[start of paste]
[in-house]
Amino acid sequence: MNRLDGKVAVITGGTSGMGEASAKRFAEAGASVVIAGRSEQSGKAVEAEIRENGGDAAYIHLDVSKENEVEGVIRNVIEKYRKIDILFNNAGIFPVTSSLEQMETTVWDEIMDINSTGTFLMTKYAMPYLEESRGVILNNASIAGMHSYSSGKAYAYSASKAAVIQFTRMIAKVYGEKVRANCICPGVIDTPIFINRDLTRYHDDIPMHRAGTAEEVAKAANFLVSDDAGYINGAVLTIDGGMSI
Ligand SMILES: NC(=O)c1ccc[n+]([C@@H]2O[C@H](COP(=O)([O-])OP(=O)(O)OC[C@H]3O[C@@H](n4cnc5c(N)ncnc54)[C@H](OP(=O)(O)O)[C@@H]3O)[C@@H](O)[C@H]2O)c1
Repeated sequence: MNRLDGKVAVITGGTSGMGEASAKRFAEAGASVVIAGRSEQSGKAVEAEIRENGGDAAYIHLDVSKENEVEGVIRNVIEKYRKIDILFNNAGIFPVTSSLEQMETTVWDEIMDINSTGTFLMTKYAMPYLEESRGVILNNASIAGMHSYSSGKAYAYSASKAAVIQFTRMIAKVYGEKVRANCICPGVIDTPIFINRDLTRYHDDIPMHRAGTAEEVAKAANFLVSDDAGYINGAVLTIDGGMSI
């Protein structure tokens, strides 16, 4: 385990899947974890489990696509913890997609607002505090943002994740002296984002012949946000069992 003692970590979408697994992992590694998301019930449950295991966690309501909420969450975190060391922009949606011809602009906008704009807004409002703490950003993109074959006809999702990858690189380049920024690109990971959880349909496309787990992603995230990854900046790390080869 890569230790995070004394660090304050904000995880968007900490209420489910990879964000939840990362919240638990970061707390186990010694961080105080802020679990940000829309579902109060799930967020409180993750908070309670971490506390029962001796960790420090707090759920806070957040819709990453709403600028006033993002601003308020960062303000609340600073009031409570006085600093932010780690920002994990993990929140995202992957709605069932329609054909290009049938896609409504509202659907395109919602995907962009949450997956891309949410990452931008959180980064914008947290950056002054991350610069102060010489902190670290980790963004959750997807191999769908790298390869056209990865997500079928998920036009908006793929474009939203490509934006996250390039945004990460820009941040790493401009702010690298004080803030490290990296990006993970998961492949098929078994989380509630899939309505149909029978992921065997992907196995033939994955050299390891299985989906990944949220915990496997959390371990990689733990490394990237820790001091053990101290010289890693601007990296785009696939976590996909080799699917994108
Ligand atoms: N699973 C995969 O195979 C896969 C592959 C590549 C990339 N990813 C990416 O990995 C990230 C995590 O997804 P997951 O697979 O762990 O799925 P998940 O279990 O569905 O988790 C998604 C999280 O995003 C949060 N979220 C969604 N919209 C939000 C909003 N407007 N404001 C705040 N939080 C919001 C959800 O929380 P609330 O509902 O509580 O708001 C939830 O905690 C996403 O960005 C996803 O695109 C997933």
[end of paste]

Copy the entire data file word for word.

[in-house]
Amino acid sequence: MNRLDGKVAVITGGTSGMGEASAKRFAEAGASVVIAGRSEQSGKAVEAEIRENGGDAAYIHLDVSKENEVEGVIRNVIEKYRKIDILFNNAGIFPVTSSLEQMETTVWDEIMDINSTGTFLMTKYAMPYLEESRGVILNNASIAGMHSYSSGKAYAYSASKAAVIQFTRMIAKVYGEKVRANCICPGVIDTPIFINRDLTRYHDDIPMHRAGTAEEVAKAANFLVSDDAGYINGAVLTIDGGMSI
Ligand SMILES: NC(=O)c1ccc[n+]([C@@H]2O[C@H](COP(=O)([O-])OP(=O)(O)OC[C@H]3O[C@@H](n4cnc5c(N)ncnc54)[C@H](OP(=O)(O)O)[C@@H]3O)[C@@H](O)[C@H]2O)c1
Repeated sequence: MNRLDGKVAVITGGTSGMGEASAKRFAEAGASVVIAGRSEQSGKAVEAEIRENGGDAAYIHLDVSKENEVEGVIRNVIEKYRKIDILFNNAGIFPVTSSLEQMETTVWDEIMDINSTGTFLMTKYAMPYLEESRGVILNNASIAGMHSYSSGKAYAYSASKAAVIQFTRMIAKVYGEKVRANCICPGVIDTPIFINRDLTRYHDDIPMHRAGTAEEVAKAANFLVSDDAGYINGAVLTIDGGMSI
């Protein structure tokens, strides 16, 4: 385990899947974890489990696509913890997609607002505090943002994740002296984002012949946000069992 003692970590979408697994992992590694998301019930449950295991966690309501909420969450975190060391922009949606011809602009906008704009807004409002703490950003993109074959006809999702990858690189380049920024690109990971959880349909496309787990992603995230990854900046790390080869 890569230790995070004394660090304050904000995880968007900490209420489910990879964000939840990362919240638990970061707390186990010694961080105080802020679990940000829309579902109060799930967020409180993750908070309670971490506390029962001796960790420090707090759920806070957040819709990453709403600028006033993002601003308020960062303000609340600073009031409570006085600093932010780690920002994990993990929140995202992957709605069932329609054909290009049938896609409504509202659907395109919602995907962009949450997956891309949410990452931008959180980064914008947290950056002054991350610069102060010489902190670290980790963004959750997807191999769908790298390869056209990865997500079928998920036009908006793929474009939203490509934006996250390039945004990460820009941040790493401009702010690298004080803030490290990296990006993970998961492949098929078994989380509630899939309505149909029978992921065997992907196995033939994955050299390891299985989906990944949220915990496997959390371990990689733990490394990237820790001091053990101290010289890693601007990296785009696939976590996909080799699917994108
Ligand atoms: N699973 C995969 O195979 C896969 C592959 C590549 C990339 N990813 C990416 O990995 C990230 C995590 O997804 P997951 O697979 O762990 O799925 P998940 O279990 O569905 O988790 C998604 C999280 O995003 C949060 N979220 C969604 N919209 C939000 C909003 N407007 N404001 C705040 N939080 C919001 C959800 O929380 P609330 O509902 O509580 O708001 C939830 O905690 C996403 O960005 C996803 O695109 C997933």